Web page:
Section 710 is added to the Public Utilities Code, to read:

 (a) The commission shall not exercise regulatory jurisdiction or control over Voice over Internet Protocol and Internet Protocol enabled services except as required or expressly delegated by federal law or expressly directed to do so by statute or as set forth in subdivision (c). In the event of a requirement or a delegation referred to above, this section does not expand the commission’s jurisdiction beyond the scope of that requirement or delegation.
(b) No department, agency, commission, or political subdivision of the state shall enact, adopt, or enforce any law, rule, regulation, ordinance, standard, order, or other provision having the force or effect of law, that regulates VoIP or other IP enabled service, unless required or expressly delegated by federal law or expressly authorized by statute or pursuant to subdivision (c). In the event of a requirement or a delegation referred to above, this section does not expand the commission’s jurisdiction beyond the scope of that requirement or delegation.
(c) This section does not affect or supersede any of the following:
(1) The Emergency Telephone Users Surcharge Law (Part 20 (commencing with Section 41001) of Division 2 of the Revenue and Taxation Code) and the state’s universal service programs (Section 285).
(2) The Digital Infrastructure and Video Competition Act of 2006 (Division 2.5 (commencing with Section 5800)) or a franchise granted by a local franchising entity, as those terms are defined in Section 5830.
(3) The commission’s authority to implement and enforce Sections 251 and 252 of the federal Communications Act of 1934, as amended (47 U.S.C. Secs. 251 and 252).
(4) The commission’s authority to require data and other information pursuant to Section 716.
(5) The commission’s authority to address or affect the resolution of disputes regarding intercarrier compensation, including for the exchange of traffic that originated, terminated, or was translated at any point into Internet Protocol format.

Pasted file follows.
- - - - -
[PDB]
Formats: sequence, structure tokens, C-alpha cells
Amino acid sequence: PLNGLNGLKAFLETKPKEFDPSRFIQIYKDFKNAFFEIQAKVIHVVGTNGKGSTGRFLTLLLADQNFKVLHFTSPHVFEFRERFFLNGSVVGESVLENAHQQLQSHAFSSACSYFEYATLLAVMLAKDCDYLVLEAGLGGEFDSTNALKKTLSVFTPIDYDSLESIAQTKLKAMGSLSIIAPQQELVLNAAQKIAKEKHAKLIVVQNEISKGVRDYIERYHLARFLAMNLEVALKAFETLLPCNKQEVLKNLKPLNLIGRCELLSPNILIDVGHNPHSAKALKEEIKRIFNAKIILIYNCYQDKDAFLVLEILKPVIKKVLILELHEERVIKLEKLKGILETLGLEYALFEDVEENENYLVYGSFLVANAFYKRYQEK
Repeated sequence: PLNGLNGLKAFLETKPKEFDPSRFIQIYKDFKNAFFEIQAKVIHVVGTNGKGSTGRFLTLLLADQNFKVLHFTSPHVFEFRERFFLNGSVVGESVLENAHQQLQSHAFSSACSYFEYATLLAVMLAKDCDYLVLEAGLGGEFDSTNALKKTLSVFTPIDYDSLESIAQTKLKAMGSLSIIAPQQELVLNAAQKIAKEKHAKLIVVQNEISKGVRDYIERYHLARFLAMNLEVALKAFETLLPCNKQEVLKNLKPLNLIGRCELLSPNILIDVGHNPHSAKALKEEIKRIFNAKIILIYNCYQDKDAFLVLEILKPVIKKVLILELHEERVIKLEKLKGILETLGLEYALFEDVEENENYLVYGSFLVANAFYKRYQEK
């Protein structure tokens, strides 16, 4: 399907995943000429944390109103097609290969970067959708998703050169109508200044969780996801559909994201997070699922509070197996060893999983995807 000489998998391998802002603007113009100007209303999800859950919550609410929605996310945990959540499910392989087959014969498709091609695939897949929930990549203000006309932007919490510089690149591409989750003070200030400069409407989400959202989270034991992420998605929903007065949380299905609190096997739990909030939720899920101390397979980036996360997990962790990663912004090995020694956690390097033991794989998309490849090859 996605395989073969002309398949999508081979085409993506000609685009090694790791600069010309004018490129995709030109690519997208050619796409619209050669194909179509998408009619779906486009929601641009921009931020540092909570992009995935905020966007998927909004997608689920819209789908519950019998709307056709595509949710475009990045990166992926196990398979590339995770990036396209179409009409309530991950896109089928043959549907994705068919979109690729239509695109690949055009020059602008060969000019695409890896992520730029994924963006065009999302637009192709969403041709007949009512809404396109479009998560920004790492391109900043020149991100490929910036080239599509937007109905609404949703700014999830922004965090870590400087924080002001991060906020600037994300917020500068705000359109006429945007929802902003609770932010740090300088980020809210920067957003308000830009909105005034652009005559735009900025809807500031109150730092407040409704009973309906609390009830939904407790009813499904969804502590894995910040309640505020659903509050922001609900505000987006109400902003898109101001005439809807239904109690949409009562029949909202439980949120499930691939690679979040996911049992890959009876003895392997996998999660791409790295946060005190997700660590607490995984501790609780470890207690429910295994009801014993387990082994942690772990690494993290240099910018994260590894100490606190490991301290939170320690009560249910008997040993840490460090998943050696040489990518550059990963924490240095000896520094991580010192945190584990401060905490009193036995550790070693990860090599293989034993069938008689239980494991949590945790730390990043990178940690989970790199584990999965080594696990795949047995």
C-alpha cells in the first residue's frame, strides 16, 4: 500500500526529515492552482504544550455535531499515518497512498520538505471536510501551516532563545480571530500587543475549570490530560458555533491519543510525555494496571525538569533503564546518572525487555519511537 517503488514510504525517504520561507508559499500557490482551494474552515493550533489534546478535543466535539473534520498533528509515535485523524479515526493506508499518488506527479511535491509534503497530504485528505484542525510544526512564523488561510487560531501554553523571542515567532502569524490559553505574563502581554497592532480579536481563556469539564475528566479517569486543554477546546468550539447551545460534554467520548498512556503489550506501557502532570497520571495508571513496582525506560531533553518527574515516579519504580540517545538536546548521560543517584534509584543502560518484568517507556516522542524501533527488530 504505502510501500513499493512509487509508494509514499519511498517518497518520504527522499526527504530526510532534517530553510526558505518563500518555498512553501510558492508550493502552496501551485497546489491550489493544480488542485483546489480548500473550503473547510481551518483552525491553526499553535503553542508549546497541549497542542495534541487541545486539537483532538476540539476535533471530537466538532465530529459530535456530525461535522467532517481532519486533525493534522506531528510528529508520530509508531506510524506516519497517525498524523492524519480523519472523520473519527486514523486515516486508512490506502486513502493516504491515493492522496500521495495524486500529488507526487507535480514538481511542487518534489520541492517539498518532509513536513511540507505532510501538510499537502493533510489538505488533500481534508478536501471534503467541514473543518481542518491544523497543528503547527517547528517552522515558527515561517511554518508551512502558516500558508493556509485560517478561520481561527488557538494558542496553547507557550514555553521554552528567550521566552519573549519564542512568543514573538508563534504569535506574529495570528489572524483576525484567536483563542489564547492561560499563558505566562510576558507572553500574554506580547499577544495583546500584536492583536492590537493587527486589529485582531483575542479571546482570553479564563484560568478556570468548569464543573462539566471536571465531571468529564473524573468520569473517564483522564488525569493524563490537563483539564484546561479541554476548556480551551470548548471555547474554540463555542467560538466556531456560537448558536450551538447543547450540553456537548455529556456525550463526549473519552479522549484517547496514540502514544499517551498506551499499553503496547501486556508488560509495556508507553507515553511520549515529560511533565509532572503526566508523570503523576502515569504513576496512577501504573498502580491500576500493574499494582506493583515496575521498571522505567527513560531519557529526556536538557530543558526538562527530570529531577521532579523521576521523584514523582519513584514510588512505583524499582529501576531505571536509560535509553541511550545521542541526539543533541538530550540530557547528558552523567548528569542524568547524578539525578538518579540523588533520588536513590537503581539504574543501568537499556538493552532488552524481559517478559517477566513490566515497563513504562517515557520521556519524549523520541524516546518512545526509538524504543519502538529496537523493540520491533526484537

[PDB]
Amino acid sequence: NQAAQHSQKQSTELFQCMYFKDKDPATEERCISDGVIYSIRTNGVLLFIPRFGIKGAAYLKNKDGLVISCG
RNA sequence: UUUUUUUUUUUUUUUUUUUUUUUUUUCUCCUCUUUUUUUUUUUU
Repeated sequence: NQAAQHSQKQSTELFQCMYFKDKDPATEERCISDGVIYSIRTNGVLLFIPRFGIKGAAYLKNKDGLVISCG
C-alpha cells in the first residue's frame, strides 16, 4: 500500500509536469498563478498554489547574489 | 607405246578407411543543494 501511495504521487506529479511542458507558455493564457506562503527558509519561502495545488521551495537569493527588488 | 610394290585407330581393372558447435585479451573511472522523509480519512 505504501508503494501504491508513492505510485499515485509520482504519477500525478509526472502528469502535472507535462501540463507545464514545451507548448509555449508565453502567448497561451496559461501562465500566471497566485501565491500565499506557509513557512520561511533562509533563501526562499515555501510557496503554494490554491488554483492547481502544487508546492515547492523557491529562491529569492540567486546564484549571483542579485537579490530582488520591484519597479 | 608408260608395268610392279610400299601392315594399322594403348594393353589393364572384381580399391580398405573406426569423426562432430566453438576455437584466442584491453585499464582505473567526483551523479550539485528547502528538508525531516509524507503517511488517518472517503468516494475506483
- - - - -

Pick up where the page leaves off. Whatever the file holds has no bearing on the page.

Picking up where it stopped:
(6) The commission’s authority to enforce existing requirements regarding backup power systems established in Decision 10-01-026, adopted pursuant to Section 2892.1.
(7) The commission’s authority relative to access to support structures, including pole attachments, or to the construction and maintenance of facilities pursuant to commission General Order 95 and General Order 128.
(8) The Warren-911-Emergency Assistance Act (Article 6 (commencing with Section 53100) of Chapter 1.5 of Part 1 of Division 2 of Title 5 of the Government Code).
(d) This section does not affect the enforcement of any state or federal criminal or civil law or any local ordinances of general applicability, including, but not limited to, consumer protection and unfair or deceptive trade practice laws or ordinances, that apply to the conduct of business, the California Environmental Quality Act (Division 13 (commencing with Section 21000) of the Public Resources Code), local utility user taxes, and state and local authority governing the use and management of the public rights-of-way.
(e) This section does not affect any existing regulation of, proceedings governing, or existing commission authority over, non-VoIP and other non-IP enabled wireline or wireless service, including regulations governing universal service and the offering of basic service and lifeline service, and any obligations to offer basic service.
(f) This section does not limit the commission’s ability to continue to monitor and discuss VoIP services, to track and report to the Federal Communications Commission and the Legislature, within its annual report to the Legislature, the number and type of complaints received by the commission from customers, and to respond informally to customer complaints, including providing VoIP customers who contact the commission information regarding available options under state and federal law for addressing complaints.
(g) This section does not affect the establishment or enforcement of standards, requirements, or procedures, including procurement policies, applicable to any department, agency, commission, or political subdivision of the state, or to the employees, agents, or contractors of a department, agency, commission, or political subdivision of the state, relating to the protection of intellectual property.
(h) This section shall remain in effect only until January 1, 2020, and as of that date is repealed, unless a later enacted statute, that is enacted before January 1, 2020, deletes or extends that date.